As she entered the tiny kitchen, Mildred noticed her father at the table drinking a cup of coffee. He looked in her direction, acknowledging her presence, but said nothing. Her eyes averted his glance. She looked out the window toward the back field. It was almost spring and the bare landscape around the Flatau farm in Sandy was beginning to show the signs of new life. Wildflowers were starting to pop up through the hard soil, the field grass was growing and the maple trees were beginning to bud. The seasons were changing, but not even the warmth of spring could thaw the icy cold relationship between her mother and father.
“Take these bowls to the table, Mildred,” Mother said without turning from the stove.
Mildred was placing the two bowls of hot oatmeal on the table as Mabel entered the kitchen and stood next to the stove shifting her weight from foot to foot in an effort to get warm. Their father looked over at Mabel and shook his head at the theatrics, but Mildred noticed a slight grin pass his lips. Both girls stood behind their chairs and prayed. “Come Lord Jesus, be our guest and let these gifts to us be blessed. Amen.”
Mildred and Mabel sat down and ate their breakfast quickly and quietly. Even though their parents hadn’t uttered a word to one another, the tension building between them was palpable. It was like a thick, dark cloud bank enveloping the entire house.
Mildred’s mother Anna began to speak with her back turned away from the table where her daughters and husband sat. “Edward, you know we need the milk separator to make sour cream. You know we need to make sour cream to make money. You must move the milk separator to the milk house today!”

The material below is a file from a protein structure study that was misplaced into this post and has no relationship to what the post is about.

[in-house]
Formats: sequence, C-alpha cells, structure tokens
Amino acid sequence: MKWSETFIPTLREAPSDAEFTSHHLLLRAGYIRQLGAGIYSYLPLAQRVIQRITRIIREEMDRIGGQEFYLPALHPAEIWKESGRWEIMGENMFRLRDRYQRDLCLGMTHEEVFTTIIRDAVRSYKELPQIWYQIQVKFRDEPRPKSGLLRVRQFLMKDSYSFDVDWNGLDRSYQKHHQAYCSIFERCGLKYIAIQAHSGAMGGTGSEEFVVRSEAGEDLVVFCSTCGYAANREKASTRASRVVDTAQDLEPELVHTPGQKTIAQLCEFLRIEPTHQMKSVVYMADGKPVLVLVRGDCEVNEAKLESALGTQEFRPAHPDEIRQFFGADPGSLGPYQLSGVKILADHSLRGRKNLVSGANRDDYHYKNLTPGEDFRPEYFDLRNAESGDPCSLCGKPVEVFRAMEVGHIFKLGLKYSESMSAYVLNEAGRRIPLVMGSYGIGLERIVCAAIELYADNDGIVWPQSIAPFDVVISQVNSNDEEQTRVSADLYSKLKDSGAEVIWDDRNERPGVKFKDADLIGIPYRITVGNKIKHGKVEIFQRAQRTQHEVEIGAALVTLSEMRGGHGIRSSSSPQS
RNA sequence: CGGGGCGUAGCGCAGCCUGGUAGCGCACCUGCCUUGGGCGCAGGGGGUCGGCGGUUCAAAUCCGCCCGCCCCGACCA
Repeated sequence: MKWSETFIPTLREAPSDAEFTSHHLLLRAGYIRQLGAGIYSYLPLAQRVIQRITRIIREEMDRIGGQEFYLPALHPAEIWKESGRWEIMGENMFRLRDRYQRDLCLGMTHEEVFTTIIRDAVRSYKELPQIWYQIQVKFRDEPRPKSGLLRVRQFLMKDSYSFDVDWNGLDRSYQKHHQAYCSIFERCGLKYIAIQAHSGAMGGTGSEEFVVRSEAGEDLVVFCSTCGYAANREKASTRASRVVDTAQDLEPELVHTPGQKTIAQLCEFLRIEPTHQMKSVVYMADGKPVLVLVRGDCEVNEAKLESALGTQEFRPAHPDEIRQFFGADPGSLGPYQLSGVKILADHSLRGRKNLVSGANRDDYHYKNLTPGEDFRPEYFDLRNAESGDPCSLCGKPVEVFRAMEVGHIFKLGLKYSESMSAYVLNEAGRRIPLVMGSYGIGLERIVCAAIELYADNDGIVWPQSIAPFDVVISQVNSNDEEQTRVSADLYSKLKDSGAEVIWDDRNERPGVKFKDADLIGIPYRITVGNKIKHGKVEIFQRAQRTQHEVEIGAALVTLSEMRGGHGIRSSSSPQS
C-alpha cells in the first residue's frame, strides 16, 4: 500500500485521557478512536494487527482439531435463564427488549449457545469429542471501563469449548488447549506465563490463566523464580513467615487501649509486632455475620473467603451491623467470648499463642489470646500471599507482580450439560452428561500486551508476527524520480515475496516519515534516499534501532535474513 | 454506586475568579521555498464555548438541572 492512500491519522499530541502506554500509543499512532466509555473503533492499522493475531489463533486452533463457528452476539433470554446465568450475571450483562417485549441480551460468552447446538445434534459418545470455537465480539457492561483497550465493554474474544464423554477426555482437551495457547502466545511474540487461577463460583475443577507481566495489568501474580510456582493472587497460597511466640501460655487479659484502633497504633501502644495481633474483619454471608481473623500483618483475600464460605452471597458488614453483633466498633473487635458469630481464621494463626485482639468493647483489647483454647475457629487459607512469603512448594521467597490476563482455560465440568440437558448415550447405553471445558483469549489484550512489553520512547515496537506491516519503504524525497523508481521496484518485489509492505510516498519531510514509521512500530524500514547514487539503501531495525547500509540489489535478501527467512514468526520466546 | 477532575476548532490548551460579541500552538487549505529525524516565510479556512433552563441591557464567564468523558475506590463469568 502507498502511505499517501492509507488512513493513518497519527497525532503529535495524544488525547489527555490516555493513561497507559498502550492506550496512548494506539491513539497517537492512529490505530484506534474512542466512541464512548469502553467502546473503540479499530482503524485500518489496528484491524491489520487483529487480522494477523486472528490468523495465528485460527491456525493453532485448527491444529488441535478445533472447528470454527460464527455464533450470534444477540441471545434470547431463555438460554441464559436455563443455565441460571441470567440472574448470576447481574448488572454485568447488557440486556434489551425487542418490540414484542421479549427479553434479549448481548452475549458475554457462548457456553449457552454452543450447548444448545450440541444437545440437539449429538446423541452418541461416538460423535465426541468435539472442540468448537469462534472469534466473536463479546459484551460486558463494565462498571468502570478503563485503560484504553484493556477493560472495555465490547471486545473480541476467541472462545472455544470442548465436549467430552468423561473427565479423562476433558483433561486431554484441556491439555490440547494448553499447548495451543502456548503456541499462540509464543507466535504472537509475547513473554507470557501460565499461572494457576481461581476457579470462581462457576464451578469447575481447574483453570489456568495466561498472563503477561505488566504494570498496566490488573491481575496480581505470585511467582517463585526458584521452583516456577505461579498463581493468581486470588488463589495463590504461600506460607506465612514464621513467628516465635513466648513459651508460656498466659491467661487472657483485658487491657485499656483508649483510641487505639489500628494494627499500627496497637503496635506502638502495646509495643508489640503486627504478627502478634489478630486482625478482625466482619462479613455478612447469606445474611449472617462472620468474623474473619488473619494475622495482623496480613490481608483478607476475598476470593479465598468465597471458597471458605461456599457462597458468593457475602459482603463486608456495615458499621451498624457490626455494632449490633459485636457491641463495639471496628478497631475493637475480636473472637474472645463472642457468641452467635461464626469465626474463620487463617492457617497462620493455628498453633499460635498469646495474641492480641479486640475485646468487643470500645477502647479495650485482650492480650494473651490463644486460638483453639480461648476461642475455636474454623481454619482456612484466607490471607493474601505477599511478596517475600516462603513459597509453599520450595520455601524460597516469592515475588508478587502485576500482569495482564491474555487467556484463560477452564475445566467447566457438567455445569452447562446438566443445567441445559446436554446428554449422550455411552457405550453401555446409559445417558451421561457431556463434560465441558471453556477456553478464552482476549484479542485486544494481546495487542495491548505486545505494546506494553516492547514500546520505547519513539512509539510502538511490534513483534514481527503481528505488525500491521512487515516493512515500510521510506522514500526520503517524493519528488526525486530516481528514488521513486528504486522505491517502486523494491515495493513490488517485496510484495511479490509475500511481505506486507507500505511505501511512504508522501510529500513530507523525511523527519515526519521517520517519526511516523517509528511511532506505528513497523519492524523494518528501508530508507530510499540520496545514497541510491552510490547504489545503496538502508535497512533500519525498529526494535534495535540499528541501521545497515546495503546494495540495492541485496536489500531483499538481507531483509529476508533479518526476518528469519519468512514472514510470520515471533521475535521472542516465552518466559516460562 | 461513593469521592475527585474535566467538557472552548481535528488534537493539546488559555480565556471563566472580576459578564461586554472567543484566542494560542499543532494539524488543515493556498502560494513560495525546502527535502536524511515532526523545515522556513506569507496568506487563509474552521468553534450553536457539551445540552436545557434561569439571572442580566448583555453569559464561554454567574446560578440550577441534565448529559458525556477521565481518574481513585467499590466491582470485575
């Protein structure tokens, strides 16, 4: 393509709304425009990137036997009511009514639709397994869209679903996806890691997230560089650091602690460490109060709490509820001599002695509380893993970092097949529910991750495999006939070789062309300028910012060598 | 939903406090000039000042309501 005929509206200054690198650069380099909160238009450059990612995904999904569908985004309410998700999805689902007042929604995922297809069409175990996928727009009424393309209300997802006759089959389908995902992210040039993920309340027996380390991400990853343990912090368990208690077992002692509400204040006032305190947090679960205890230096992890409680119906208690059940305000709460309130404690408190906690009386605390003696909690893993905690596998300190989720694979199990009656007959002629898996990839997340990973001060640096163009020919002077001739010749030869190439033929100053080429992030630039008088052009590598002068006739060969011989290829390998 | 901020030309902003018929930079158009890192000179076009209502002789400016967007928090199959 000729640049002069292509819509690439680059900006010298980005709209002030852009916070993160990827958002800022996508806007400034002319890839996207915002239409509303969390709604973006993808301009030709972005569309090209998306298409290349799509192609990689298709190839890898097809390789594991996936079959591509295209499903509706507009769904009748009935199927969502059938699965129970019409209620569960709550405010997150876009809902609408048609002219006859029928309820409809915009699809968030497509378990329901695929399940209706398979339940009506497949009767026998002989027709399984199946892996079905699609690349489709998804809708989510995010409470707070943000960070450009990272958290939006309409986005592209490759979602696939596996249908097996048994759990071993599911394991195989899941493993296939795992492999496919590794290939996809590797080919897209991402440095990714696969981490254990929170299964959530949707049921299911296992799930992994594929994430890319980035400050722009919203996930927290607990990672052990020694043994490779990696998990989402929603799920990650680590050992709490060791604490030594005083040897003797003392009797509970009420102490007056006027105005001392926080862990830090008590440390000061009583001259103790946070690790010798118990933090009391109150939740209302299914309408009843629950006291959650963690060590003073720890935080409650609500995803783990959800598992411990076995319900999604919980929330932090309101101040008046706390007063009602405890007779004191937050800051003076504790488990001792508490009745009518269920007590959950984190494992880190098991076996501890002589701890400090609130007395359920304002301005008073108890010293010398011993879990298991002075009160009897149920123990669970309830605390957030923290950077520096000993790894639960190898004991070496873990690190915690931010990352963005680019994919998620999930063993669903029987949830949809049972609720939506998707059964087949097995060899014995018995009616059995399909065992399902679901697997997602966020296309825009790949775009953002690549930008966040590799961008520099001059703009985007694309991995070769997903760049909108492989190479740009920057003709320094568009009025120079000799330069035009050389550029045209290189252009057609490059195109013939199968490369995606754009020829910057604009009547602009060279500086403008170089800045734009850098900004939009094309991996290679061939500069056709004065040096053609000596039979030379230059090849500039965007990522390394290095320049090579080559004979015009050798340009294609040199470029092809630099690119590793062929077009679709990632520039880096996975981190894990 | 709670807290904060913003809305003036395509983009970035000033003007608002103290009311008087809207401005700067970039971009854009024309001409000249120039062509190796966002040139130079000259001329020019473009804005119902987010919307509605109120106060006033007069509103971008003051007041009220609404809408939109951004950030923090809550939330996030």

Edward became instantly angry and slammed his coffee cup against the table, causing Mildred and Mabel to jump. “You think it’s my fault that our milk was degraded. You blame me, don’t you?”
Anna turned around to face her husband. “I blame you for not moving the milk separator to the milk house so we can make sour cream from the degraded milk,” she retorted. “It is your fault we aren’t making any money.”
Every morning for the last few weeks, the conversation was the same, thought Mildred. Her mother reminded her father daily about the need for the milk separator. Mildred didn’t understand why her father procrastinated in moving the separator from the outbuilding to the milk house, but it wasn’t unusual for him to be obstinate, especially with requests made by her mother. This wasn’t the first time this obstinacy had caused an argument between her parents. No wonder her older sister Frances had been anxious to take a job as a maid in Portland right after graduating high school.
Anna continued to reprimand Edward for his negligence. “It’s your responsibility to put food on this table for your family!”
“Why did I marry you? Twenty years of marriage and not one day of happiness,” asked Edward rhetorically.
“Almost twenty-three years,” corrected Anna.
“It seems longer,” replied Edward. “Every day you do nothing but nag. Everyday it’s the same. Nothing is good enough for you!”
Edward’s rant continued, interspersed with cursing and calling Anna names that made Mildred and Mabel cringe. Anna countered with angry words of her own.
Mildred’s appetite was gone, but she continued to eat her oatmeal. She noticed Mabel swinging her legs under the table and humming a song to herself to shut out the noise. Mildred wished she could tune out the arguing, as well.